Free Agent Julio Lugo Bio
During this short bio, the focus is going to be primarily on Lugoâ€™s offensive output. His defensive output is far above average, with Julio fielding about .50 points above league average range factor at the shortstop position over the course of the past four seasons.
Julio Lugo (11/16/75) was originally drafted by the Houston Astros in the 43rd round of the 1994 entry draft. After taking five seasons to get to AA, Lugo then advanced rapidly up the system, spending only 24 games in AAA before getting his shot with the big club. 2000 marked Lugoâ€™s first season in the bigs, where he essentially split time between second and short. Continuing a trend that developed throughout his minor league career, Lugo had trouble with his K: BB ratio (93/37). Despite this, his first season was one of his best, setting career highs in slugging (.431) and OPS (.777).
In 2001 he was given the full time gig at short, and he responded by scoring a career high 93 runs. But he experienced a drastic decline in OPS, falling to .698.
The emergence of Adam Everett relegated Lugo to only 88 games played the next season, making him expendable for the 2003 season.
Having logged enough days on a MLB roster, Lugo found himself eligible for arbitration in the off-season. Avoiding Arbitration, the Astors signed Lugo to a one year, $1,575,000 deal in the off-season. After domestic issues, the Astros gave Lugo his outright release on May 9th , roughly five weeks into the season. Six days later, Lugo signed a two year deal with the Tampa Bay Devil Rays. Lugo played 112 games for the Devil Rays that season, having steady but unspectacular production.
Coming into the 2004 season, Julio was finally penciled in as the undisputed starter at short for the Devil Rays. Well, what did he produce? Steady but unspectacular numbers, compiling a line of .275/.338/.396. Lugo continued to struggle with his K:BB ratio, (106/54). This would be acceptable for a power hitter, but Julio hit only 7 home runs in over 625 plate appearances. The Devil Rays began sending mixed signals to Lugo during the 2004 season, repeatedly vowing that he was a cornerstone of their future plans, yet drafting a shortstop, BJ Upton, in the first round.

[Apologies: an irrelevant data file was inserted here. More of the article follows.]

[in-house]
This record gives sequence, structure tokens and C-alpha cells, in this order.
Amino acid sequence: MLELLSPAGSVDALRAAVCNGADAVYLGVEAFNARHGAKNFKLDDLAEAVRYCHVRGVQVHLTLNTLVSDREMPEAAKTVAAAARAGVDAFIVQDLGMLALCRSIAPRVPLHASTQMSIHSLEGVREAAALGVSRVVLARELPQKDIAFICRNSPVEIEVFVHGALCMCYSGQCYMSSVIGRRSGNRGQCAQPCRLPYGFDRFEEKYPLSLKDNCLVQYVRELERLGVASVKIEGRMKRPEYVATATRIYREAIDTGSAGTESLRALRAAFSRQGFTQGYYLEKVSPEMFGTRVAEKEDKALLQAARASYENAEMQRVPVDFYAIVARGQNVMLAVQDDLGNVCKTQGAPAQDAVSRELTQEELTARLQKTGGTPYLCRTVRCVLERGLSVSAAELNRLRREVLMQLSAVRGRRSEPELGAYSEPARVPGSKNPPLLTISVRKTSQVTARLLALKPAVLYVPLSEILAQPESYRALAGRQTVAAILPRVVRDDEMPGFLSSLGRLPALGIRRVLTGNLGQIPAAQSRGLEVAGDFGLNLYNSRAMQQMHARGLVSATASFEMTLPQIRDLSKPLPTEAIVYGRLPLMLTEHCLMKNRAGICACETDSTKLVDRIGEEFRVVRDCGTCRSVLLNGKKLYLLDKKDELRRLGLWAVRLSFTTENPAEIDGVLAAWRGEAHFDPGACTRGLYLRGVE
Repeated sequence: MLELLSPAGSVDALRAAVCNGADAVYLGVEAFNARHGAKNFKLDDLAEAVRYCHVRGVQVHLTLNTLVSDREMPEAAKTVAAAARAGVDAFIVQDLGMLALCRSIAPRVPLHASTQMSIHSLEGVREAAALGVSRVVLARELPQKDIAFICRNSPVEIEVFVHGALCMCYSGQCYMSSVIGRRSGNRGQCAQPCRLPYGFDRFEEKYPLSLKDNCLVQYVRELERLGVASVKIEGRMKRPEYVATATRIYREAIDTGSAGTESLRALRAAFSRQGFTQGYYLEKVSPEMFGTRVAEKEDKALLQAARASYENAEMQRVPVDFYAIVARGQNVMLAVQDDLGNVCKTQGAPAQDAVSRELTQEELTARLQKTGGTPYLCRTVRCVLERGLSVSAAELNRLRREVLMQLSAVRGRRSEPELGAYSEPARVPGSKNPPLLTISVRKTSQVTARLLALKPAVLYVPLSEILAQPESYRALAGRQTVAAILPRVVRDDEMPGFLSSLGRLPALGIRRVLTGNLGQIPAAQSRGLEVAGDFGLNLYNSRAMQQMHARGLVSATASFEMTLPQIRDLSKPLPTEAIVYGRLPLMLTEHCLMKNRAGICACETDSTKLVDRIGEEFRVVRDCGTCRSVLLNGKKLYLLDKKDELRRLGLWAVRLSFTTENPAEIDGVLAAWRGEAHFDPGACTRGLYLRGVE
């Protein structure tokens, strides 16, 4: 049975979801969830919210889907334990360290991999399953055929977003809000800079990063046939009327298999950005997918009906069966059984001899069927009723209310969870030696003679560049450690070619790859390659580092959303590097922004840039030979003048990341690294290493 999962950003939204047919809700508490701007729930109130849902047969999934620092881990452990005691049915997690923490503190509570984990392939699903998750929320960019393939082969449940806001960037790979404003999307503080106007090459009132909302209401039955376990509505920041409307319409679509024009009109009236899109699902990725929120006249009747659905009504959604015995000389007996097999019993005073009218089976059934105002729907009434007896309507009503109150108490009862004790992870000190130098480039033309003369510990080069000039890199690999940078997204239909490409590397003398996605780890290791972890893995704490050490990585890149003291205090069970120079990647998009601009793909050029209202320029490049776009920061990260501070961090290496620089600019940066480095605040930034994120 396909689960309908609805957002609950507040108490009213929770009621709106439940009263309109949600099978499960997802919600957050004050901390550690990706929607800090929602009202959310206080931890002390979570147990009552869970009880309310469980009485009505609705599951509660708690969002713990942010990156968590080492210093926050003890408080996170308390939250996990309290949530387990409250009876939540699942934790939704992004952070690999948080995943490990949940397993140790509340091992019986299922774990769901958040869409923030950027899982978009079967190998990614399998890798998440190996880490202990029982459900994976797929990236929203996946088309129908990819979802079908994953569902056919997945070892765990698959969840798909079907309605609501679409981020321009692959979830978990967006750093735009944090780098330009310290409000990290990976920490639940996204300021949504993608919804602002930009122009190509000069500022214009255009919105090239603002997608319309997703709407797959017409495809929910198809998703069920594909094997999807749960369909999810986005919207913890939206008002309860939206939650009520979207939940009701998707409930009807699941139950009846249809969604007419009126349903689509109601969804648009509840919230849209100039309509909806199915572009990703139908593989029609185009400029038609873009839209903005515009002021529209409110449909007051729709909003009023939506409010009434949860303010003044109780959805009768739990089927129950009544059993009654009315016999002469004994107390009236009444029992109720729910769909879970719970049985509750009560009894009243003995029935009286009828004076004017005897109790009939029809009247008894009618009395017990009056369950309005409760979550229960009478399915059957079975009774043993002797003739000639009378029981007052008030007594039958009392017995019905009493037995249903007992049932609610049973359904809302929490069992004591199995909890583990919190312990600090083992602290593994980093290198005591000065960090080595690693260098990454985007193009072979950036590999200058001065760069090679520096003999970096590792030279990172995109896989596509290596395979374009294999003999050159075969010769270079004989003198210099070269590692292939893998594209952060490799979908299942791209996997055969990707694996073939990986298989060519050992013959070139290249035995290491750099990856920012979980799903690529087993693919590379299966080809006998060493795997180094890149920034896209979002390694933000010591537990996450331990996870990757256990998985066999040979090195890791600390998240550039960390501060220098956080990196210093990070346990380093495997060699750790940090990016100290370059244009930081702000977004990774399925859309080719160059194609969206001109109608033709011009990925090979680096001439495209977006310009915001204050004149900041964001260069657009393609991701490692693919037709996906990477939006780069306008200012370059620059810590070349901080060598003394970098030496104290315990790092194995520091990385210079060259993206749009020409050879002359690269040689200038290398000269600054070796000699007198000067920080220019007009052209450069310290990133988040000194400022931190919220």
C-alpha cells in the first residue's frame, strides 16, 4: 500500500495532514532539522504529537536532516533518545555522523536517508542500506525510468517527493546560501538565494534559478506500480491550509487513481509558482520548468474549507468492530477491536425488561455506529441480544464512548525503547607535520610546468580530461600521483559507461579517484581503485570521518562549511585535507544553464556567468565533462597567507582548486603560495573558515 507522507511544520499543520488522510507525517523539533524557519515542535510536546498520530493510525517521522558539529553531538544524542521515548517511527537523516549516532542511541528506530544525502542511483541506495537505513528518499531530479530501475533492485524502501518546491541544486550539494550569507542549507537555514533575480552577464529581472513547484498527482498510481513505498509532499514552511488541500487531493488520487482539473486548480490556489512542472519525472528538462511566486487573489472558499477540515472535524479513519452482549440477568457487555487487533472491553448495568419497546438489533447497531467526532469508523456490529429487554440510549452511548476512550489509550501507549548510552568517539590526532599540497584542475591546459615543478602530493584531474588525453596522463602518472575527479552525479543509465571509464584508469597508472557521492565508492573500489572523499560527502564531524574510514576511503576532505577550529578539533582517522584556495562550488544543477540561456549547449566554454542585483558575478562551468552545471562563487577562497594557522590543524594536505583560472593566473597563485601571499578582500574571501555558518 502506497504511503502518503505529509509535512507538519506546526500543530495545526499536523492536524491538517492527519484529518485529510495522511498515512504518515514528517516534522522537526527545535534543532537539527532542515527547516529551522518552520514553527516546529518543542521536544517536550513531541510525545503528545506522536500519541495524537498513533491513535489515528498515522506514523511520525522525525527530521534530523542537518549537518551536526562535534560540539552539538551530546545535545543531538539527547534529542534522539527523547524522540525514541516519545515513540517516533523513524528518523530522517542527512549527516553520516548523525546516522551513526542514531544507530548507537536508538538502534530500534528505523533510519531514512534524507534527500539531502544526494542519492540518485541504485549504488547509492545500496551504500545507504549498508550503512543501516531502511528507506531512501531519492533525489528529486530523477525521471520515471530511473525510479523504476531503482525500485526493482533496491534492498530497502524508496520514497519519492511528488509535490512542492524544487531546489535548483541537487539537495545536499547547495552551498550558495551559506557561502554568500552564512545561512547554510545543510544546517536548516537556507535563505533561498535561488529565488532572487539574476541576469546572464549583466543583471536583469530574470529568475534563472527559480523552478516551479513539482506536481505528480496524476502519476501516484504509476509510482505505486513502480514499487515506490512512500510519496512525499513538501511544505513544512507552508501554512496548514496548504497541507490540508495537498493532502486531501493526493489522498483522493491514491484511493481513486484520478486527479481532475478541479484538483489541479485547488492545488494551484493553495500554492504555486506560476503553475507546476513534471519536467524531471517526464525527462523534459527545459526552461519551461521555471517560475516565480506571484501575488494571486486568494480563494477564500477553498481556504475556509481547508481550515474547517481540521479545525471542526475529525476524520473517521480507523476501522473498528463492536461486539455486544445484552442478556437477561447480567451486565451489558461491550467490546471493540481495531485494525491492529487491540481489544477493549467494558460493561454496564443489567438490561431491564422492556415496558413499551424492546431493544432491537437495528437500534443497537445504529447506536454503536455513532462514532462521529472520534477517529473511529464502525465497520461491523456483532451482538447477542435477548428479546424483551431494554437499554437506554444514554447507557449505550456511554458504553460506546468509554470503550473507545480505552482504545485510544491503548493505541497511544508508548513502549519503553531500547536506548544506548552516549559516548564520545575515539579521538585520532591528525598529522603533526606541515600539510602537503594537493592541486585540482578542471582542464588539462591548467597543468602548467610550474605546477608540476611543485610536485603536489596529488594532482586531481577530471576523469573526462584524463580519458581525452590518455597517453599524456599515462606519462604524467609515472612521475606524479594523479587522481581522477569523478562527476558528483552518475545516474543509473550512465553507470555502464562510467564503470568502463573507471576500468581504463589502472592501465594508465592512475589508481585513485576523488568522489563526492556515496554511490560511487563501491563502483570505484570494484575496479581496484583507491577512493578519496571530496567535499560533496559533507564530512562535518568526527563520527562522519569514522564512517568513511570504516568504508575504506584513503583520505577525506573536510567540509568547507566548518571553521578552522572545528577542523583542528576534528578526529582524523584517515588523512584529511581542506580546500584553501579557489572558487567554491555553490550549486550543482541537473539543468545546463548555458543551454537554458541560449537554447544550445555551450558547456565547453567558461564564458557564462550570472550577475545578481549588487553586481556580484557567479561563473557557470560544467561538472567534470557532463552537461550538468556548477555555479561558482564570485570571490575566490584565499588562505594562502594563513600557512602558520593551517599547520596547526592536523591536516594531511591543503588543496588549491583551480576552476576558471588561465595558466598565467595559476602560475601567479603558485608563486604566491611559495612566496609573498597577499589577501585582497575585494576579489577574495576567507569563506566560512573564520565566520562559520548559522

With his two year contract now expiring, Lugo re-upped with the Rays for $3,250,000 in the 2005 off-season. This contract also included a $4.95 million option that the Rays picked up for the 2006 season.
Playing in 158 games, Lugo hit a career high .295. He also began to control his K:BB ratio, lowering it to 72:61. Unfortunately, he slugged only .403 but this number does include 36 doubles.
In 2006 it wasnâ€™t a question of if Julio was going to be traded, but to whom. Unfazed by the daily trade rumors, Lugo tore up the AL in the first half of 2006, with a line of .308/.373/.498, with 12 home runs in just 73 games. Lugo eventually found himself dealt to the Los Angeles Dodgers, an odd move to say the least, as Lugo was used by the Dodgers as primarily a 2nd and 3rd baseman. Whether it was the pressure of a playoff race, a new team, or the multitude of positions that he was forced to play, Lugo was downright awful during his stint in LA. His line was a mediocre .219/.278/.267 (0 HR) during 49 games with the Dodgers. His end of the season line, split between the two teams, was .278/.341/.421, with a decline in his K:BB ratio back to pre 2005 levels, with a 76:39 ratio.
For any team looking to aquire Julio in the off-season, they have to ask themselves, who is the real Julio Lugo? Once this has been answered, the next question naturally has to be what is he worth? The talk is that the final price tag should be around $40 million for four years, with the Toronto Blue Jays, Boston Red Sox, and New York Mets (2nd base) all interested in his services.